March 10, 2000 (New York) -- How would you react if your teen-ager came home from school with a note requesting permission to test him or her for a sexually transmitted disease (STD)? Would you allow it, knowing that you may not have access to the results unless your child wants you to?
The subject is controversial and troubling for many parents and their kids. However, unwanted pregnancies and rising rates of STDs like chlamydia and gonorrhea among teen-agers are forcing experts to call for a balanced debate on whether such testing should be widely available in schools, a British physician writes in Saturday's issue of The Lancet. Such tests are typically conducted in family planning clinics or health centers.
David Hicks, MD, at Royal Hallamshire Hospital in Sheffield, England, writes that many of his colleagues initially agreed with the idea of STD testing in schools, but then had questions, such as: "Would the results be given to parents?" "Who else would have access to the information?" and "Who would bear the responsibility for investigating further if sexual abuse, rape, or incest is uncovered?"
Hicks' letter was prompted by a study published in Pediatrics in December 1999 describing a three-year voluntary STD testing program for 14- to 17-year olds in Louisiana high schools. At their first test, 12% of girls and 6% of boys had chlamydia infection; 3% of girls and 1% of boys had gonorrhea. Chlamydia and gonorrhea are two of the most common and easily treated STDs in the U.S.
By the end of the program, only 3% of boys had chlamydia, which was half the rate of boys who had not participated in the program. There was a slight decline in both chlamydia and gonorrhea infection in girls.
Results of the STD tests were given to students, who were advised to share them with their parents, but sharing results with their parents was not mandatory. The same confidentiality policy is carried out at family planning and STD clinics across the country.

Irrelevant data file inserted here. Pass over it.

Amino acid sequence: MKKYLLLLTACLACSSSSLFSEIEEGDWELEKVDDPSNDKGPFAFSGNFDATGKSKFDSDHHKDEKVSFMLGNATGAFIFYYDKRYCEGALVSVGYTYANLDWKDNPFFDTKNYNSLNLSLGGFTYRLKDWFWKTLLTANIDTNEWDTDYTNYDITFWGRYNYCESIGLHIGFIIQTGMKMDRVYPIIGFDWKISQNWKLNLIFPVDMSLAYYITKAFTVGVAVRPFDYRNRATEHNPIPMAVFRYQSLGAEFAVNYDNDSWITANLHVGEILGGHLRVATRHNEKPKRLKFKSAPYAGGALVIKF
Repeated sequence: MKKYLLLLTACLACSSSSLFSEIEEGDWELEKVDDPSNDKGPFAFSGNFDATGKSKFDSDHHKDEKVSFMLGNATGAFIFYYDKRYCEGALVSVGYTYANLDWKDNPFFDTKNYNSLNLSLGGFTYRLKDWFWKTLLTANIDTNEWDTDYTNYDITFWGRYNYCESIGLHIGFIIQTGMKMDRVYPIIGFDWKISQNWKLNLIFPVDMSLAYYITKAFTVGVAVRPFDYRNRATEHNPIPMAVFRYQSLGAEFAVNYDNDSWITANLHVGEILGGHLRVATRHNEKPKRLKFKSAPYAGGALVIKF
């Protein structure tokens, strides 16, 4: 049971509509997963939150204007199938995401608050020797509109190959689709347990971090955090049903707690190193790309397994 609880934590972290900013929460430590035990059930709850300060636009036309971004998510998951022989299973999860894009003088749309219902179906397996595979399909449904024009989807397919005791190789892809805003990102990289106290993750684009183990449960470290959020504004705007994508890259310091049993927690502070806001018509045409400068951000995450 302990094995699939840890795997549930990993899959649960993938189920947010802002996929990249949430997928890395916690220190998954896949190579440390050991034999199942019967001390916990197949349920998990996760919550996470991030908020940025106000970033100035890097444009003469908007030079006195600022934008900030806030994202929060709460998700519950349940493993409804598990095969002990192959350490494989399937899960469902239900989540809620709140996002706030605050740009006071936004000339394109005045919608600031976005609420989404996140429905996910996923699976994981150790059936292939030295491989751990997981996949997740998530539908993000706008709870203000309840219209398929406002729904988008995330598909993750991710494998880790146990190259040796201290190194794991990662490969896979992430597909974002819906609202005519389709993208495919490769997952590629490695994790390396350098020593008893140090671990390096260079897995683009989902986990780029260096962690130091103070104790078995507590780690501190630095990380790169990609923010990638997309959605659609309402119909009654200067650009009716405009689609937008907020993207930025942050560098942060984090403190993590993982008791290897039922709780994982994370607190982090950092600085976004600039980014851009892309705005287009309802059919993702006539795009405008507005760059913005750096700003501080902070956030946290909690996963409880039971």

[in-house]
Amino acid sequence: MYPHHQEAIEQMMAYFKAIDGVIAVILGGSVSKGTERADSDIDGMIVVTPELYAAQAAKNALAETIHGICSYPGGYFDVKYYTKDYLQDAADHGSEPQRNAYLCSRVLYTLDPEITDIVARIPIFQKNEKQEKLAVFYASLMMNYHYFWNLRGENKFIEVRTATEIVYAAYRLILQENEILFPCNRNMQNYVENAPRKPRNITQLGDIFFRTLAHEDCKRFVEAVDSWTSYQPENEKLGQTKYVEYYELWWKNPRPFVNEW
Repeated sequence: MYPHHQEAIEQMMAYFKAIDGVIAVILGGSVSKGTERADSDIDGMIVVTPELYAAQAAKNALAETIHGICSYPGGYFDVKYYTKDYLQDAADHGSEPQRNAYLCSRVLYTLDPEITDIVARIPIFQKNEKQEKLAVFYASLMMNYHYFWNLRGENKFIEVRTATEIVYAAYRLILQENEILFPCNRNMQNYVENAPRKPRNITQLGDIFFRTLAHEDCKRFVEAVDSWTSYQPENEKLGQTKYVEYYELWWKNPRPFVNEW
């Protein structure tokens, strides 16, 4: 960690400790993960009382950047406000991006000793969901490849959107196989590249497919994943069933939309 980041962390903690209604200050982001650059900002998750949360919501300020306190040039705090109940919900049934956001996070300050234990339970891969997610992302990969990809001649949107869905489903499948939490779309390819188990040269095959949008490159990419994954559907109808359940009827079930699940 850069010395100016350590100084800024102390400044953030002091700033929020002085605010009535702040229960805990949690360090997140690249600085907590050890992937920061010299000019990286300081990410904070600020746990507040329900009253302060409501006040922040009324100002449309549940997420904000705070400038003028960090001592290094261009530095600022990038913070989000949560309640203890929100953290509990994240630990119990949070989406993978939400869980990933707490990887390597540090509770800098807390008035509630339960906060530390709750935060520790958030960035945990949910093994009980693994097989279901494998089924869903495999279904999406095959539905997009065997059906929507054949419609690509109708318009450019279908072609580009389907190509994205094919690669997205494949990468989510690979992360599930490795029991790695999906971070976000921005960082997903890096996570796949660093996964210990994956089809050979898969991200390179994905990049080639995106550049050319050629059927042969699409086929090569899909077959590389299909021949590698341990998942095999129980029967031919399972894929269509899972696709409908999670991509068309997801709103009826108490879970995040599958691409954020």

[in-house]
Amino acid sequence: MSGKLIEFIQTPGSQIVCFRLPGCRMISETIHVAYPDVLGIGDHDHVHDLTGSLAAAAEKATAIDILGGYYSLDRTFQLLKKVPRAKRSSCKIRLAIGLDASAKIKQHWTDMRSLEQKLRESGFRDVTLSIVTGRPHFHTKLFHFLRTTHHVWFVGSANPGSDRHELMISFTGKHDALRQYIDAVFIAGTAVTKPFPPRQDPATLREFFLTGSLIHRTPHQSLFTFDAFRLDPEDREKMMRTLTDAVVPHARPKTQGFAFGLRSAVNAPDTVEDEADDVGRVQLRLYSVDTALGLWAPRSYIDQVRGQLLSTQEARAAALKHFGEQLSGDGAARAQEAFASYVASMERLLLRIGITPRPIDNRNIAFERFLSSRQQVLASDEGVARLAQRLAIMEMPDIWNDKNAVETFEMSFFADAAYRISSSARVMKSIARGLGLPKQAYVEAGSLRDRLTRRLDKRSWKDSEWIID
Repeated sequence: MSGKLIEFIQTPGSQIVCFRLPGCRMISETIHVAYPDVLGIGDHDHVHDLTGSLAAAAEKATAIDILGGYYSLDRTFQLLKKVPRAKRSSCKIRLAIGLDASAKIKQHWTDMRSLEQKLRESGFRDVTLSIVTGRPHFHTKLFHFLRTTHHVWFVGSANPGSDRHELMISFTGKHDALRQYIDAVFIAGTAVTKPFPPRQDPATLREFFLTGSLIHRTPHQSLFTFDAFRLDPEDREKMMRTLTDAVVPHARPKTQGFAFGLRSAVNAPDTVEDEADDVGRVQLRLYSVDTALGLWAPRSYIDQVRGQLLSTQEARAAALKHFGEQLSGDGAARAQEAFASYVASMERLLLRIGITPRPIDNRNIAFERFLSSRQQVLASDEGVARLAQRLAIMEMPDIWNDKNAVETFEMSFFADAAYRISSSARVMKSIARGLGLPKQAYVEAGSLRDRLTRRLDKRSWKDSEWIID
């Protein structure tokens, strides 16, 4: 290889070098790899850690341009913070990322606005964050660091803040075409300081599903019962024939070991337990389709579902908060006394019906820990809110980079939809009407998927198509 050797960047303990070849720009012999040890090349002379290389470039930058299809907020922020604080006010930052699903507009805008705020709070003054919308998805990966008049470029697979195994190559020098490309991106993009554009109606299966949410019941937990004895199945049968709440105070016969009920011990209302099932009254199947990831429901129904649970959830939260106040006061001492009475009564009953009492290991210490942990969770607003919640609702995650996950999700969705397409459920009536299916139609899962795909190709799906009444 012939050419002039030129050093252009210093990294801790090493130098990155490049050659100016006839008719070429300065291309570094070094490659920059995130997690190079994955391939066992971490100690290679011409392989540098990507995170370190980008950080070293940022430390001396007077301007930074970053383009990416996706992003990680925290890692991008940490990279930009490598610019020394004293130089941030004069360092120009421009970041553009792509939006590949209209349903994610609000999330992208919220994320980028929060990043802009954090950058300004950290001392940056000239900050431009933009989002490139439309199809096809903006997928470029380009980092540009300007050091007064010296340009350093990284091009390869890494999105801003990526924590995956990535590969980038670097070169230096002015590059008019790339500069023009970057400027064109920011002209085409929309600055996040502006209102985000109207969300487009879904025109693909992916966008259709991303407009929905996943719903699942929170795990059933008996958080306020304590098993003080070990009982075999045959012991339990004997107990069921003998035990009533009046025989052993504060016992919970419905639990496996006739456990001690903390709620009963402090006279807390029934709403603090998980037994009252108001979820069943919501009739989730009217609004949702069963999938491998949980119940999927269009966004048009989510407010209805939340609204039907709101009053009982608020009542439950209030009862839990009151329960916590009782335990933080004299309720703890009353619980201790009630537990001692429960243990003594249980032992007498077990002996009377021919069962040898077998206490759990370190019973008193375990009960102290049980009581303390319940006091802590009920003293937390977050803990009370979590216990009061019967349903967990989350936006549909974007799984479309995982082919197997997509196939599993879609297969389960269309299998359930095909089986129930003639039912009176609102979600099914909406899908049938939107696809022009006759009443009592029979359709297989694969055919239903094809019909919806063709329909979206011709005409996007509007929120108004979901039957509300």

"We felt that if we had said that the parents would be given the results, many students would not have been tested, and therefore many infections would go unrecognized and there would be severe health consequences that could have been prevented," says Thomas A. Farley, MD, MPH, medical director of the STD/HIV Programs in the Louisiana State Office of Public Health in New Orleans and senior author of the Pediatrics study.
Alarmingly, the Pediatrics study found that, of those infected with gonorrhea or chlamydia, 90% had no symptoms. Indeed, adolescents are more likely than adults to have no symptoms of STD infection, according to the American Academy of Pediatrics' Committee on Adolescents, which also reports that of the 20 million cases of STDs reported each year, one-third occur in school-aged youth. As many as one in four adolescents contracts an STD before graduating from high school.
The authors concluded that incorporating STD screening into schools might help this hard-to-reach population. And based on the drop in chlamydia infection in boys, they say STD screening programs in schools may aid STD prevention efforts.
Hicks writes that another thorny issue related to STD testing in schools is having to document teen-agers' complete sexual history. He says the health care worker who takes the sexual history has an "enormous burden to bear" regarding the reporting of events such as rape, incest, abuse, prostitution, and under-age sex.
But Farley says a detailed sexual history is unnecessary for most teen-agers undergoing STD testing. In his program, only teens who test positive for an STD have a more detailed sexual history taken, which includes identification of sex partners and making attempts to get them treated -- as well as counseling on safe sex and birth control.
He says his program has not encountered any cases of non-consensual sex or abuse, but admits that it is a concern when implementing these types of programs nationwide. "Some sort of reasonable policy needs to be put in place that balances out all the issues," Farley tells WebMD. But issues of what to do with sensitive information and how to report it through the proper channels should not prevent implementation of STD screening programs for teen-agers, he adds.
"Without programs such as this, we have many, many students out there with infectious diseases that are serious -- and [that] potentially increase their risk of HIV infection. So dealing with issues that involve a percentage of those students, perhaps a small percentage, shouldn't prevent us from implementing a program that has an overall big health benefit," Farley says.
- As many as one in four adolescents contracts an STD before graduating from high school, and adolescents are even more likely than adults to have no symptoms of STD infection.
- Rising rates of STDs have led some experts to suggest screening tests for STDs be available in high schools.
- Widespread availability of STD screening may help combat this public health problem, but there are many ethical issues to be considered.